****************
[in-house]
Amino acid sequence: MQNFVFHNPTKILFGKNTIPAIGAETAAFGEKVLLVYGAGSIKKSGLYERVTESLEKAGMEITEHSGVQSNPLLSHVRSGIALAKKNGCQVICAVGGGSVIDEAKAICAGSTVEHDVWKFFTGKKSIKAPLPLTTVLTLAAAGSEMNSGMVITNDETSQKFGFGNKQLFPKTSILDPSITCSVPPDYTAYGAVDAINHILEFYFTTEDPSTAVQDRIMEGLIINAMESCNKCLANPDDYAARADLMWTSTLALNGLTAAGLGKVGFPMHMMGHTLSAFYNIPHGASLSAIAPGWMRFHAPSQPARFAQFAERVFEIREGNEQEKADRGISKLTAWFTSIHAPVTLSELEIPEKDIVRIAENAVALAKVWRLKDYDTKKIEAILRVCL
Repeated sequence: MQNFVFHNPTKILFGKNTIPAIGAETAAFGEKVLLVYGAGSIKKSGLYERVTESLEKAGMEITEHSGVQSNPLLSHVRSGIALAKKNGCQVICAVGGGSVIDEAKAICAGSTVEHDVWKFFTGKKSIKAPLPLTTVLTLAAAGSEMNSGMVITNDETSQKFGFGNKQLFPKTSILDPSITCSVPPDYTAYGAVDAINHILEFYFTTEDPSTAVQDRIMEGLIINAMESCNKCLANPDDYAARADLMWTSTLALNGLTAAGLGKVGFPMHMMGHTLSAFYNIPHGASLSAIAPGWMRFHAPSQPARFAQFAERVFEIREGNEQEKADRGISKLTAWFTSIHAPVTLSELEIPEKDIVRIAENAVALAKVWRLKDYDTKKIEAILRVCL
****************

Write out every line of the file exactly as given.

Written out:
[in-house]
Amino acid sequence: MQNFVFHNPTKILFGKNTIPAIGAETAAFGEKVLLVYGAGSIKKSGLYERVTESLEKAGMEITEHSGVQSNPLLSHVRSGIALAKKNGCQVICAVGGGSVIDEAKAICAGSTVEHDVWKFFTGKKSIKAPLPLTTVLTLAAAGSEMNSGMVITNDETSQKFGFGNKQLFPKTSILDPSITCSVPPDYTAYGAVDAINHILEFYFTTEDPSTAVQDRIMEGLIINAMESCNKCLANPDDYAARADLMWTSTLALNGLTAAGLGKVGFPMHMMGHTLSAFYNIPHGASLSAIAPGWMRFHAPSQPARFAQFAERVFEIREGNEQEKADRGISKLTAWFTSIHAPVTLSELEIPEKDIVRIAENAVALAKVWRLKDYDTKKIEAILRVCL
Repeated sequence: MQNFVFHNPTKILFGKNTIPAIGAETAAFGEKVLLVYGAGSIKKSGLYERVTESLEKAGMEITEHSGVQSNPLLSHVRSGIALAKKNGCQVICAVGGGSVIDEAKAICAGSTVEHDVWKFFTGKKSIKAPLPLTTVLTLAAAGSEMNSGMVITNDETSQKFGFGNKQLFPKTSILDPSITCSVPPDYTAYGAVDAINHILEFYFTTEDPSTAVQDRIMEGLIINAMESCNKCLANPDDYAARADLMWTSTLALNGLTAAGLGKVGFPMHMMGHTLSAFYNIPHGASLSAIAPGWMRFHAPSQPARFAQFAERVFEIREGNEQEKADRGISKLTAWFTSIHAPVTLSELEIPEKDIVRIAENAVALAKVWRLKDYDTKKIEAILRVCL